How Do You File for Bankruptcy in Texas?
If you are facing financial difficulties, bankruptcy might be the best way to gain control of the situation. Because of the 2005 Bankruptcy Act, anyone who is filing bankruptcy must participate in credit counseling no earlier than six months before filing for bankruptcy and then complete a financial management instructional course after having filed bankruptcy. There is a Bankruptcy Act Means Test in which your income and expenses are analyzed to determine if you qualify for Chapter 7 bankruptcy relief or if you must file Chapter 13 bankruptcy which reorganizes your debts. The court will calculate your average annual income for the six months before filing bankruptcy and compare it to the state’s median income. If your income is less than the median you can file Chapter 7, but if your income exceeds the median, the rest of the means test will be done to see if you are eligible for Chapter 7 or if you must file a Chapter 13 instead.
Getting Ready to File
Preparing to file bankruptcy involves a lot of planning and preparation. Gathering up the supporting documentation is a big part of a successful bankruptcy petition. You will have to show proof of income and itemize current income sources, provide major financial transaction information for the last two years, itemize your monthly living expenses, list all secured and unsecured debts, and list all property – both assets and possessions as well as real estate.
After all your documentation has been gathered, you will need to find out which property you have that cannot be seized based on Texas exemptions. An attorney can help you with this aspect of your case. To file bankruptcy, you or a lawyer on your behalf will need to file a petition consisting of two pages along with other forms, which are referred to as schedules, at your Texas district bankruptcy court. The schedules describe the last two years of your financial transactions. If after going over all the documents the judge or any of your creditors feel that you haven’t been honest or accurate in your petition filing, it could jeopardize the outcome of your case. When you file your bankruptcy, you will pay the filing fee. The cost of filing a Chapter 7 bankruptcy is $306, which cannot be waived but might be paid through installments. To file a Chapter 13 bankruptcy the fee is $281 and cannot be waived.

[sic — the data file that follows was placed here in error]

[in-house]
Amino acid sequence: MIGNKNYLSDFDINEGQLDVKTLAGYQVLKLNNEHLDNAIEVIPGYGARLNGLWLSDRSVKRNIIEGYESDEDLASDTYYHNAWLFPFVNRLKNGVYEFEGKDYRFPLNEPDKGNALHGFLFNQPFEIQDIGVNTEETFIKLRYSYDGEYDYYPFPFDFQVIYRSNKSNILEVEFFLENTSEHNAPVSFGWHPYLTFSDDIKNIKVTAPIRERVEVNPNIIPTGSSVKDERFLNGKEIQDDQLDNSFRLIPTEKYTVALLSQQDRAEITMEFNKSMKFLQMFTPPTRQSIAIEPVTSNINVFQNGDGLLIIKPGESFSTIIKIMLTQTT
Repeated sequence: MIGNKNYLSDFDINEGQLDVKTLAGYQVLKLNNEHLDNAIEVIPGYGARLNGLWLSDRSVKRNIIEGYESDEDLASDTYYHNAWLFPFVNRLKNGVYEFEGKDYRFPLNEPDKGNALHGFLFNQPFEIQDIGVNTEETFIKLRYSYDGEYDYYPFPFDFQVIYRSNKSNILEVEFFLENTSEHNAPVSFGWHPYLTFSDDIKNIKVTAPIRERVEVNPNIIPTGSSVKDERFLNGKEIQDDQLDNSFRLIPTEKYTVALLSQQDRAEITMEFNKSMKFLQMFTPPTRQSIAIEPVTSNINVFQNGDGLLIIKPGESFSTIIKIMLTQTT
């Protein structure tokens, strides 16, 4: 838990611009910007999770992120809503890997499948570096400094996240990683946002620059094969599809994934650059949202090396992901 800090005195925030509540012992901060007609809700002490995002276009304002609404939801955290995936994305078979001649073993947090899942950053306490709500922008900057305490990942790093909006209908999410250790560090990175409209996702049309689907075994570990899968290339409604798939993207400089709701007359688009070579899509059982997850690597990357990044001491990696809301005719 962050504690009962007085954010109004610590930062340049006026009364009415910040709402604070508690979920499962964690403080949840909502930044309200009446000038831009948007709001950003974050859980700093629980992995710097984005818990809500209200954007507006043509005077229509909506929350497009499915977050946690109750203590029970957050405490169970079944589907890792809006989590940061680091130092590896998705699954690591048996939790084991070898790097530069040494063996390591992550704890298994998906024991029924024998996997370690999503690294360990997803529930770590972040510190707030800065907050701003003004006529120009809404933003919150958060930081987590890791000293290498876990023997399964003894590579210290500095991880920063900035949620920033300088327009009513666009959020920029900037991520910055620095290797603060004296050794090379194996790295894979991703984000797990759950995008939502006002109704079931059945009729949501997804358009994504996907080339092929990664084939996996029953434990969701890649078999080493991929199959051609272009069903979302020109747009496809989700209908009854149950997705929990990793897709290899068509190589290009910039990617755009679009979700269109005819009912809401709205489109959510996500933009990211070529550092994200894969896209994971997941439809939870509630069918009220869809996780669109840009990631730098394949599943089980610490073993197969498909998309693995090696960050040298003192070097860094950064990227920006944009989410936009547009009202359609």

Additional Requirements for a Chapter 13 Bankruptcy
To file a Chapter 13 bankruptcy, you must also submit a proposed repayment plan that shows after reasonable monthly expenses are paid how much money you will have to pay toward the outstanding bills and how it will be divided among your creditors. Priority claims, such as child support and taxes, and secured debts, such as mortgages, must be paid in full, but unsecured debts such as credit cards and medical bills are usually only partially paid. Unsecured debts might be paid for as little as 10 cents on the dollar depending on your situation.
While bankruptcy should never be the first choice among those struggling financially, the fact is that bankruptcy often allows filers a fresh start where they can make new, positive changes in how they handle their money. Everyone’s situation is different, but if you are considering filing for bankruptcy in the great state of Texas, then you should be sure to contact the Texas bankruptcy lawyers at Fears Nachawati. Having an experienced bankruptcy attorney to turn to can help you decide if filing for bankruptcy really is the best option for your situation and how to go ahead with the process if so.